Are you in the hacking arts for the long haul? Let’s hope so. If you are, make sure you’re up on the basics of mitigating inhalation hazards.

Repairs You Can Print: Take a deep breath thanks to a 3D printed fume extractor

If you are a maker, chances are that you will be exposed to unhealthy fumes at some point during your ventures. Whether they involve soldering, treating wood, laser cutting, or 3D printing, it is in your best interest to do so in a well ventilated environment. What seems like sound advice in theory though is unfortunately not always a given in practice — in many cases, the workspace simply lacks the possibility, especially for hobbyists tinkering in their homes. In other cases, the air circulation is adequate, but the extraction itself could be more efficient by drawing out the fumes right where they occur. The latter was the case for [Zander] when he decided to build his own flexible hose fume extractor that he intends to use for anything from soldering to chemistry experiments.

Built around not much more than an AC fan, flex duct, and activated carbon, [Zander] designed and 3D printed all other required parts that turns it into an extractor. Equipped with a pre-filter to hold back all bigger particles before they hit the fan, the air flow is guided either through the active carbon filter, or attached to another flex duct for further venting. You can see more details of his build and how it works in the video after the break.

Workspace safety is often still overlooked by hobbyists, but improved air circulation doesn’t even need to be that complex for starters. There’s also more to read about fumes and other hazardous particles in a maker environment, and how to handle them.

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Everything Worth Knowing about Lockwire

We were tipped off to an older video by [AgentJayZ] which demonstrates the proper use of lockwire also known as ‘safety wire.’ In high vibration operations like jet engines, street racers, machine guns, and that rickety old wheelchair you want to turn into a drift trike, a loose bolt can spell disaster. Nylon fails under heat and mechanical lock washers rely on friction which has its limits. Safety wire holds up under heat and resists loosening as long as the wire is intact.

Many of our readers will already be familiar with lockwire since it is hardly a cutting-edge technology — unless you are talking about the cut ends of lockwire which [AgentJayZ] warns will slice up your fingers if you aren’t mindful. Some of us Jacks-or-Jills-of-all-trades, with knowledge an inch deep and a mile wide, may not realize all there is to lockwire. In the first eight minutes, we’ll bet that you’ve gotten at least two inches deep into this subject.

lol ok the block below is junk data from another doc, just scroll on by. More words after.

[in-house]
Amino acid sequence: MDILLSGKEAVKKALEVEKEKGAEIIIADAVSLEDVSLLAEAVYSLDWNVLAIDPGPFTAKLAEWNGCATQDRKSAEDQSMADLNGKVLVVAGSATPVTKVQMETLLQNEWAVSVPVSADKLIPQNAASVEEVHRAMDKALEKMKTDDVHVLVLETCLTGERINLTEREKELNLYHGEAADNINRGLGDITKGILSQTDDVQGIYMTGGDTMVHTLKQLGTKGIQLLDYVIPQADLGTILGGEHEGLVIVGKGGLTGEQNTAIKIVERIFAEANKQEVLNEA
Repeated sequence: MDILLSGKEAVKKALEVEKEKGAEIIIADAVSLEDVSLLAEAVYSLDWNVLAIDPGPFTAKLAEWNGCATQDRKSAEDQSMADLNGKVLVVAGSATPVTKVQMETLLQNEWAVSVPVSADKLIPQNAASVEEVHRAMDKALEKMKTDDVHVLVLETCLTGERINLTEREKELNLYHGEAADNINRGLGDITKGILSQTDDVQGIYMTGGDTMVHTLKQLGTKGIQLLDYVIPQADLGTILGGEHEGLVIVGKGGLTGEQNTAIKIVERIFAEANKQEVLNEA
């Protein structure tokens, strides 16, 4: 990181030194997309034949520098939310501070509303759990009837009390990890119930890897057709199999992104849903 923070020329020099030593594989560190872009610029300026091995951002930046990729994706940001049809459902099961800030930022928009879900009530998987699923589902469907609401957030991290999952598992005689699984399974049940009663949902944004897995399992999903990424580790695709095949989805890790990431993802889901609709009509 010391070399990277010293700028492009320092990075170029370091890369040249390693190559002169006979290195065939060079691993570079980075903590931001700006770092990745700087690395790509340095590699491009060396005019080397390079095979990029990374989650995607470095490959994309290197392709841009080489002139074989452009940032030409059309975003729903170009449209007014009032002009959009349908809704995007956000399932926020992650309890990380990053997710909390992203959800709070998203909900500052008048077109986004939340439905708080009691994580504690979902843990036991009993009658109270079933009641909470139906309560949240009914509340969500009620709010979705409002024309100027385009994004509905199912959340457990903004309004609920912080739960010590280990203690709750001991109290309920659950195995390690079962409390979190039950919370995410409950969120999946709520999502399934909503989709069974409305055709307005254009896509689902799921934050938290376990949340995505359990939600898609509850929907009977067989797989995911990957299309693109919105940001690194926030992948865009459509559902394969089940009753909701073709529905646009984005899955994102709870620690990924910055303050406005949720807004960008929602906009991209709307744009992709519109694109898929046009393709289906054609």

[Editor’s Note: an inch is exactly 25.4 mm, if the previous metaphors get lost in translation. A mile is something like 2,933.333 Assyrian cubits. Way bigger than an inch, anyway.]

Now, those pesky loose bolts which cost us time and sighs have a clear solution. For the old-hands, you can brush up on lockwire by watching the rest of video after the break.

Thank you [Keith Olson] for the tip, and we’ll be keeping an eye on [AgentJayZ] who, to date, has published over 450 videos about jet engines.

If safety isn’t your highest priority, consider this jet engine on a bicycle or marvel at the intricacies of a printable jet engine.

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Hackerspaces are Hard: Safety

Safety is one of those topics that often elicits a less-than-serious response from some tool users. For these folks, they assume their elite skills will protect them and as long as they pay attention, they never will get hurt. This explains the prevalence of the nickname “Stubby” among this population. On the opposite end of the spectrum, safety is also one of those areas where people who don’t know a lot about tools can overreact. Imagine a whole table of kids wearing goggles as one of them gingerly melts some solder. You don’t want solder in your eye, but that’s just not going to happen under normal circumstances.

And then there are freak accidents, which are a reality. On September 20th, a leaking propane tank exploded at Sector67’s new workshop, severely injuring Chris Meyer. Far from a noob, Chris is one of the most experienced people in the shop and was a co-founder of the space. He has a long road of healing ahead of him, and as seems to be the sad necessity these days, he has a GoFundMe campaign to help both with his medical expenses and to help refurbish the workshop. The Foothills Community Workshop also burned to the ground recently, although fortunately no one was injured.

All in all, hackerspaces seem to be reasonably safe, particular considering the challenges they face — or more fairly, the risks associated with the typical hackerspace’s openness. Most hackerspaces allow anyone who pay dues to be a member. There is a wide range of backgrounds, competencies, and judgments represented with, how shall I put it, some unusual viewpoints that might hinder rule-following. And once the member has a fob or key, it’s open season on any kind of tool in the place right? Not everything can have a lock on it.

Here are a few simple rules that have emerged over the years, and may help your hackerspace navigate the twin dangers of complacency and paralyzed fear while preparing for the freak accidents that may simply come to pass.